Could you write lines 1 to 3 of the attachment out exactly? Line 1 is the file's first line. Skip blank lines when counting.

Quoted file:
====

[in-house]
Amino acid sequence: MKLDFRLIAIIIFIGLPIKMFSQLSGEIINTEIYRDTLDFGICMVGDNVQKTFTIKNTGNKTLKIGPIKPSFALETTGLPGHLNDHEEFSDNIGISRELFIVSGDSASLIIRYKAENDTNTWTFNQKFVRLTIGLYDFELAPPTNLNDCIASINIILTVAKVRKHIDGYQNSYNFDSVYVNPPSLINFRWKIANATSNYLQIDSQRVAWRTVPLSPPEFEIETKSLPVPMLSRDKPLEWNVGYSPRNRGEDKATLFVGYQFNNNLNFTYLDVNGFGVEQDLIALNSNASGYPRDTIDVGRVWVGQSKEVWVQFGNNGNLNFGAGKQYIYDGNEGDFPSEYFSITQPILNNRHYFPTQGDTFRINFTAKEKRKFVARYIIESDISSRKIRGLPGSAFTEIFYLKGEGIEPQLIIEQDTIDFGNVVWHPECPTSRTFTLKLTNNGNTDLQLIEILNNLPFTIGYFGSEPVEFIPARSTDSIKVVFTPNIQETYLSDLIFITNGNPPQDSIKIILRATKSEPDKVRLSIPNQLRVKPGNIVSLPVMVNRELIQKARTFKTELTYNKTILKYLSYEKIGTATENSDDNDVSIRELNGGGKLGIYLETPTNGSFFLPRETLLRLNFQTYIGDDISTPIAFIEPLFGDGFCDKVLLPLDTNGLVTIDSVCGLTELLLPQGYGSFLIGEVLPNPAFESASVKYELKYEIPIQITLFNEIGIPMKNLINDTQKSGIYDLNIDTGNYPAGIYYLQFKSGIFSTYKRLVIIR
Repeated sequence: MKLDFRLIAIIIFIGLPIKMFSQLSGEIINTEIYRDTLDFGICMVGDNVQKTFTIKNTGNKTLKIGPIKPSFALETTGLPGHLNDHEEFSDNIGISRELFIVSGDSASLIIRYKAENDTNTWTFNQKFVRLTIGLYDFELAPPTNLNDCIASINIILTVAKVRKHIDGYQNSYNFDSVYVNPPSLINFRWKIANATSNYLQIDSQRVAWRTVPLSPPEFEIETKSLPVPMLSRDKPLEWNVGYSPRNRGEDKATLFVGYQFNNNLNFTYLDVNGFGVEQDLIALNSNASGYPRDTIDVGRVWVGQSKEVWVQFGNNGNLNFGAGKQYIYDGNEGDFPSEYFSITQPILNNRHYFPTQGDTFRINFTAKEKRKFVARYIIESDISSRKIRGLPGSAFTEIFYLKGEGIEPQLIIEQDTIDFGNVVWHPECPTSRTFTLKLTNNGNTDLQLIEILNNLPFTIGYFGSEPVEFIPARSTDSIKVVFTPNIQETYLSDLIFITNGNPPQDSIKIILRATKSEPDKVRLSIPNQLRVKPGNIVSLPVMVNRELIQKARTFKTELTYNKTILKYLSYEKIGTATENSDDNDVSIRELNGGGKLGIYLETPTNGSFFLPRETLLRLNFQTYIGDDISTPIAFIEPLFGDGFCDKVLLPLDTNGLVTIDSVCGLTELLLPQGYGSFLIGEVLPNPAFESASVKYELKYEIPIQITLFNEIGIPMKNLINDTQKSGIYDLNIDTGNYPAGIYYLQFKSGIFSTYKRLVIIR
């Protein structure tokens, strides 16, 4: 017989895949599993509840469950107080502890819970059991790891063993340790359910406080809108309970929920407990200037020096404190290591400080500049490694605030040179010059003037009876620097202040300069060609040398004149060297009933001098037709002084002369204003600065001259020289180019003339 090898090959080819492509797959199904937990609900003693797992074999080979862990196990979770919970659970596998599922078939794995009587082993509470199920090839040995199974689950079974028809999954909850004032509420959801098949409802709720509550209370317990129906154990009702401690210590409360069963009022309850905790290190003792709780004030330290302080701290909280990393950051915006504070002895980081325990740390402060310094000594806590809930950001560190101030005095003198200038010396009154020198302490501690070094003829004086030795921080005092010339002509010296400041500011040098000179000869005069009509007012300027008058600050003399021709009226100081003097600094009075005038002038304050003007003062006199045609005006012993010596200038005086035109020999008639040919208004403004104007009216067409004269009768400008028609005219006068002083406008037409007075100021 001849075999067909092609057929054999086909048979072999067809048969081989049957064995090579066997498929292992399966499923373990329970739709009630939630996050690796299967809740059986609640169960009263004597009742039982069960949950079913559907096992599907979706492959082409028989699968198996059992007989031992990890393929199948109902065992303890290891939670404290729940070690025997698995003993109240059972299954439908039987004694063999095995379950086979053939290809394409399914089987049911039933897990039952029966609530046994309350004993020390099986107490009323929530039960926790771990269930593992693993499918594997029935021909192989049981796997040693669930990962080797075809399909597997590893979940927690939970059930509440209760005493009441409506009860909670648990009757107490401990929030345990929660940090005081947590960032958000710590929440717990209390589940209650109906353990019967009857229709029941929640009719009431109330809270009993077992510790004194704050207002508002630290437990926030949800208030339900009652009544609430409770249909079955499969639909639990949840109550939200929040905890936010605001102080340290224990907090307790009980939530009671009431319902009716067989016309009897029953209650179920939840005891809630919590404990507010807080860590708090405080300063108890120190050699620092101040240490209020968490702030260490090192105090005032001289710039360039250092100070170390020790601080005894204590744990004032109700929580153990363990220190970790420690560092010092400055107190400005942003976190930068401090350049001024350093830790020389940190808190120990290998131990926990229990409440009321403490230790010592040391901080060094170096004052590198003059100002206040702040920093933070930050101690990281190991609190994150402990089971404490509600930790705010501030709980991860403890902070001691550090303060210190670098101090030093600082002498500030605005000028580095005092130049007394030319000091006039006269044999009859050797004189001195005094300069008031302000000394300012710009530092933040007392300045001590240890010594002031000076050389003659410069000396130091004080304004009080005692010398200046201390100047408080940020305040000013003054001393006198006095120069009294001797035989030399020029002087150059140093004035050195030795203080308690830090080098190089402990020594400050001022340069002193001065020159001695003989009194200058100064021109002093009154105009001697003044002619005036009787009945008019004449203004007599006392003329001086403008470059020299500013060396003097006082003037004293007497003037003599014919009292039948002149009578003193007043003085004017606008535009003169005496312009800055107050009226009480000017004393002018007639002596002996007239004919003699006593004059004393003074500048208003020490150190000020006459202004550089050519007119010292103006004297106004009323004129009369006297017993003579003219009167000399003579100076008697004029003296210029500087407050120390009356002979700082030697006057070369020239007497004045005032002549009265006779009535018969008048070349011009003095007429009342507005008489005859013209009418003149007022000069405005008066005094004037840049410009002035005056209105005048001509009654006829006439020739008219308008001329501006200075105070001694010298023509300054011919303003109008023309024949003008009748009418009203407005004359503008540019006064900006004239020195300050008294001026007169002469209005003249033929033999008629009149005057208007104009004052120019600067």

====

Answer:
[in-house]
Amino acid sequence: MKLDFRLIAIIIFIGLPIKMFSQLSGEIINTEIYRDTLDFGICMVGDNVQKTFTIKNTGNKTLKIGPIKPSFALETTGLPGHLNDHEEFSDNIGISRELFIVSGDSASLIIRYKAENDTNTWTFNQKFVRLTIGLYDFELAPPTNLNDCIASINIILTVAKVRKHIDGYQNSYNFDSVYVNPPSLINFRWKIANATSNYLQIDSQRVAWRTVPLSPPEFEIETKSLPVPMLSRDKPLEWNVGYSPRNRGEDKATLFVGYQFNNNLNFTYLDVNGFGVEQDLIALNSNASGYPRDTIDVGRVWVGQSKEVWVQFGNNGNLNFGAGKQYIYDGNEGDFPSEYFSITQPILNNRHYFPTQGDTFRINFTAKEKRKFVARYIIESDISSRKIRGLPGSAFTEIFYLKGEGIEPQLIIEQDTIDFGNVVWHPECPTSRTFTLKLTNNGNTDLQLIEILNNLPFTIGYFGSEPVEFIPARSTDSIKVVFTPNIQETYLSDLIFITNGNPPQDSIKIILRATKSEPDKVRLSIPNQLRVKPGNIVSLPVMVNRELIQKARTFKTELTYNKTILKYLSYEKIGTATENSDDNDVSIRELNGGGKLGIYLETPTNGSFFLPRETLLRLNFQTYIGDDISTPIAFIEPLFGDGFCDKVLLPLDTNGLVTIDSVCGLTELLLPQGYGSFLIGEVLPNPAFESASVKYELKYEIPIQITLFNEIGIPMKNLINDTQKSGIYDLNIDTGNYPAGIYYLQFKSGIFSTYKRLVIIR
Repeated sequence: MKLDFRLIAIIIFIGLPIKMFSQLSGEIINTEIYRDTLDFGICMVGDNVQKTFTIKNTGNKTLKIGPIKPSFALETTGLPGHLNDHEEFSDNIGISRELFIVSGDSASLIIRYKAENDTNTWTFNQKFVRLTIGLYDFELAPPTNLNDCIASINIILTVAKVRKHIDGYQNSYNFDSVYVNPPSLINFRWKIANATSNYLQIDSQRVAWRTVPLSPPEFEIETKSLPVPMLSRDKPLEWNVGYSPRNRGEDKATLFVGYQFNNNLNFTYLDVNGFGVEQDLIALNSNASGYPRDTIDVGRVWVGQSKEVWVQFGNNGNLNFGAGKQYIYDGNEGDFPSEYFSITQPILNNRHYFPTQGDTFRINFTAKEKRKFVARYIIESDISSRKIRGLPGSAFTEIFYLKGEGIEPQLIIEQDTIDFGNVVWHPECPTSRTFTLKLTNNGNTDLQLIEILNNLPFTIGYFGSEPVEFIPARSTDSIKVVFTPNIQETYLSDLIFITNGNPPQDSIKIILRATKSEPDKVRLSIPNQLRVKPGNIVSLPVMVNRELIQKARTFKTELTYNKTILKYLSYEKIGTATENSDDNDVSIRELNGGGKLGIYLETPTNGSFFLPRETLLRLNFQTYIGDDISTPIAFIEPLFGDGFCDKVLLPLDTNGLVTIDSVCGLTELLLPQGYGSFLIGEVLPNPAFESASVKYELKYEIPIQITLFNEIGIPMKNLINDTQKSGIYDLNIDTGNYPAGIYYLQFKSGIFSTYKRLVIIR